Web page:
He passed his arm round the woman, raising her head with his other hand, fixing his eyes on those of Sagrario, which were shining in the starlight bright with tears.
“We shall be two souls, two minds who cherish one another without giving rein to passion, and with a purity such as no poets have imagined. This night in which we have mutually confessed one to another, in which our souls have been laid open to one another is our wedding night; kiss me, companion of my life!”
And in the silence of the cloister they kissed each other noiselessly, slowly, as though with their lips joined they were weeping over the misery of their past, and the brevity of a love around which death was circling. Above, the lament of Beethoven went on unfolding its sad modulations, which floated through the cloister and round the sleeping Cathedral.
Gabriel stood erect sustaining Sagrario, who seemed almost fainting from the strength of her feelings; he looked up at the luminous space with almost priestly gravity, and said, whispering close to the young woman’s ear:
“Our life will be like a deserted garden, where amid fallen trunks and dead branches fresh foliage springs up. Companion, let us love one another. Above our misery as pariahs let spring arise. It will be a sad spring, without fruit, but it will have flowers. The sun shines for those who are in the open, but for us, dear companion, it is very far. But from the black depths of our well we will clasp each other, raising our heads, and though his heat will not revive us, we will adore him like a distant star.”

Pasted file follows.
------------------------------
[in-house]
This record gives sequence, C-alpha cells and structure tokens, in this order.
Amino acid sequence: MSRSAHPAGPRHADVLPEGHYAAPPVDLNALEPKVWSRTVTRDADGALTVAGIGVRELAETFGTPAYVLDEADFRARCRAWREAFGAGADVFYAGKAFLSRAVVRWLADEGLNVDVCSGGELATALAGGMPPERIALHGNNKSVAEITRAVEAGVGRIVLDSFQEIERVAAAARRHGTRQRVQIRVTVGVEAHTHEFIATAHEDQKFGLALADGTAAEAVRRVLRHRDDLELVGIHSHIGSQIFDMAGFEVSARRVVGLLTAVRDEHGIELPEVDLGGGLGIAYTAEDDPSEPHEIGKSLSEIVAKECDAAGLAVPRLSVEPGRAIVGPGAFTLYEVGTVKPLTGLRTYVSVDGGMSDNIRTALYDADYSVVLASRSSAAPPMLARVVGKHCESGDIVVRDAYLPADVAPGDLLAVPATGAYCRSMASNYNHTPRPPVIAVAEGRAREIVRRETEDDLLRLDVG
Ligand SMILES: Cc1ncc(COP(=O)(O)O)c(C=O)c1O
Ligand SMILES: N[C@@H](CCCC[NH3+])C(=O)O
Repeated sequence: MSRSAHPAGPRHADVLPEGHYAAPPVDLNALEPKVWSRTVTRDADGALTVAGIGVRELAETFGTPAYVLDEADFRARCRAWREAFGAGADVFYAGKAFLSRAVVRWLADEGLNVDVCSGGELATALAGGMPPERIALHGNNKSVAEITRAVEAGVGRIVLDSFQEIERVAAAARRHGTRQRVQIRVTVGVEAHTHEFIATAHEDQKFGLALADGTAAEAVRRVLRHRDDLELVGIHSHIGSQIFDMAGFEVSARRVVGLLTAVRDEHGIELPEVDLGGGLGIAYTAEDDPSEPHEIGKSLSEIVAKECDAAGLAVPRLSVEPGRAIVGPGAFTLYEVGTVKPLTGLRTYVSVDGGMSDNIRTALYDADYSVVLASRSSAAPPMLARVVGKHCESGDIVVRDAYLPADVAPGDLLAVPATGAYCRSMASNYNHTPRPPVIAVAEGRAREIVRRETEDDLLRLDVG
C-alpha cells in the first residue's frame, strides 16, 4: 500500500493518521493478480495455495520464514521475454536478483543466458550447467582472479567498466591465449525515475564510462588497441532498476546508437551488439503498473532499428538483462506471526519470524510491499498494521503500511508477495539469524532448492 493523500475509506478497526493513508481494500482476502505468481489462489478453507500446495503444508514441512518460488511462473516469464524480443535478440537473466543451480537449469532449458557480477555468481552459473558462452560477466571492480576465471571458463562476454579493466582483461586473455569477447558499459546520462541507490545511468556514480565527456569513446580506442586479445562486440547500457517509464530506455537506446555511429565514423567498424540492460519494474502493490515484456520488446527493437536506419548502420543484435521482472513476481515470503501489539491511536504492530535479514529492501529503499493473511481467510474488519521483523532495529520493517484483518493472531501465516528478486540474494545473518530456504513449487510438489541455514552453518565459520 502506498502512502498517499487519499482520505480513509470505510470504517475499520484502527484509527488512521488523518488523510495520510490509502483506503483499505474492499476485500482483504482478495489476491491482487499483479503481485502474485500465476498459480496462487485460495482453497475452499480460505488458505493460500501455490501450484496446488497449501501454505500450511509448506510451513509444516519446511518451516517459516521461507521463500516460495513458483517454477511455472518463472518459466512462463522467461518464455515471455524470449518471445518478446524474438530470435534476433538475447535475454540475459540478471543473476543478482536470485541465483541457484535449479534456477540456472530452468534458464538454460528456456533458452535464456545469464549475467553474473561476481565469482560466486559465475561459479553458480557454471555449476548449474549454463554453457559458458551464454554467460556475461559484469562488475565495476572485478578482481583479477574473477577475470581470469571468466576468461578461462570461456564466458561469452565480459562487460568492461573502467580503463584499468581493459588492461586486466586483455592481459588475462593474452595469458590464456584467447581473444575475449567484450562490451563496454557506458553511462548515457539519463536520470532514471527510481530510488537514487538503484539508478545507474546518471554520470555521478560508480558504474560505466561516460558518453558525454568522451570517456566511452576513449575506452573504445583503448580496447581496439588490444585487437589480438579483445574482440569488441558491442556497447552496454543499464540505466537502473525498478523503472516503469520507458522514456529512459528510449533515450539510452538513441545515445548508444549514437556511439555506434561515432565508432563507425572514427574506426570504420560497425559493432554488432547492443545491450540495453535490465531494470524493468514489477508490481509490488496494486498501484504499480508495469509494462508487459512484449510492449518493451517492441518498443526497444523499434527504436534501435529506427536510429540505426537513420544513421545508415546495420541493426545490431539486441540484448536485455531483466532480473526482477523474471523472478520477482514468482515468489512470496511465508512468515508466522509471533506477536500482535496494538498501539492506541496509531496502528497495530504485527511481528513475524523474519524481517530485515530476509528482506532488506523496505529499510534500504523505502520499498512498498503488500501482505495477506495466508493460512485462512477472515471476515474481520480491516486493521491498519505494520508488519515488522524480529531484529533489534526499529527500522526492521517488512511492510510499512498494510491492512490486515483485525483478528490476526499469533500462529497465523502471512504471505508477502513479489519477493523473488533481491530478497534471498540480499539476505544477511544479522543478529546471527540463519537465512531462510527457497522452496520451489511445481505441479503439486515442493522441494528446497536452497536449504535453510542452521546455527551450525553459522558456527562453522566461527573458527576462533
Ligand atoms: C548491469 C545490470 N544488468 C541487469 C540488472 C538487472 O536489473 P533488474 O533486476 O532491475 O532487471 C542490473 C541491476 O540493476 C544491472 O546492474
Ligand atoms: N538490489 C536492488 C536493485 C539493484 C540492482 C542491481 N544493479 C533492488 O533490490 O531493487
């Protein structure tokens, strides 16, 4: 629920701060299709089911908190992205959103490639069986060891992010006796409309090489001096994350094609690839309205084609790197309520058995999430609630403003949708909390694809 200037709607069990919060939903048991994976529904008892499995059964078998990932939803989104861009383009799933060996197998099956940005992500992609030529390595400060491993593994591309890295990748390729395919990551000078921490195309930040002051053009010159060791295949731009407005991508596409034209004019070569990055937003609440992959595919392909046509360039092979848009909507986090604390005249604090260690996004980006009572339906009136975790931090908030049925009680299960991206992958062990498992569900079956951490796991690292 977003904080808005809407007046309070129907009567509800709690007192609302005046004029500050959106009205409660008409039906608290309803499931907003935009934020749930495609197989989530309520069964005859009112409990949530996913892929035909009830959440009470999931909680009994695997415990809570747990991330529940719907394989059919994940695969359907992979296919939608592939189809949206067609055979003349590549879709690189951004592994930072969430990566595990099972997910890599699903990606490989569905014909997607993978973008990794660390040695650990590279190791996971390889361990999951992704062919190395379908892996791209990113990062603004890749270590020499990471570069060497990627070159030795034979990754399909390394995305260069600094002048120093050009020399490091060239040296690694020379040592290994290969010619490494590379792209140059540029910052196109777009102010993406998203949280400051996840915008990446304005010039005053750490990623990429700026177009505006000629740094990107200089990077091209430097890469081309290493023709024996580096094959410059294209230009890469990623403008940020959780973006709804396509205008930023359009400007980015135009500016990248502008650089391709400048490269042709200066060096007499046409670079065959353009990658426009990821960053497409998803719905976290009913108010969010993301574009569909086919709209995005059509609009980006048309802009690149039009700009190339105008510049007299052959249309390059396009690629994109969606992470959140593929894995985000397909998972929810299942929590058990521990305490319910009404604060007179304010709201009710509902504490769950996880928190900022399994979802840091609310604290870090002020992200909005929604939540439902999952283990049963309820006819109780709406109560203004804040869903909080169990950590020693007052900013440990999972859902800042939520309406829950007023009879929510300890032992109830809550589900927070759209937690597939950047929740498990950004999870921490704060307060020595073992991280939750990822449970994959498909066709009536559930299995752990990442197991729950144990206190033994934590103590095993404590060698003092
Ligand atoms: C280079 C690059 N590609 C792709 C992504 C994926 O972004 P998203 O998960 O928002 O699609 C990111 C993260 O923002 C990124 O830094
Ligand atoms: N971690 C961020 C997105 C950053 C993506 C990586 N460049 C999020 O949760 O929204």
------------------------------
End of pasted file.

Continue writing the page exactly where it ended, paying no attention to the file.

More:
In the beginning of July Gabriel began his nocturnal watch in the Cathedral.
At nightfall he went down into the cloister, and at the Puerta del Mollete, joined the other watchman, a sickly-looking man who coughed as badly as Luna, and who never left off his cloak even in the height of summer.
“Come along, we are going to lock up!” said the bell-ringer, rattling his bunch of keys.
After the two men had entered the church, he locked the doors from outside and walked away.
As the days were long, there still remained two hours of daylight after the watchmen entered the Cathedral.
“All the church is ours, companion,” said the other watchman.
And like a man used to the imposing appearance of the deserted church, he settled himself comfortably in the sacristy as in his own house, opening his supper basket on the chests, and spreading out his eatables between candelabras and crucifixes.
Gabriel wandered about the fane. After many nights of watching, the impression produced when he first saw the immense church deserted and locked up had not yet faded. His footsteps resounded on the pavement, his strides shortened by the tombs of prelates and great men of former days. The silence of the church was disturbed by the strange echoes and mysterious rustlings; the first day Gabriel had often turned his head in alarm, thinking he heard footsteps following him.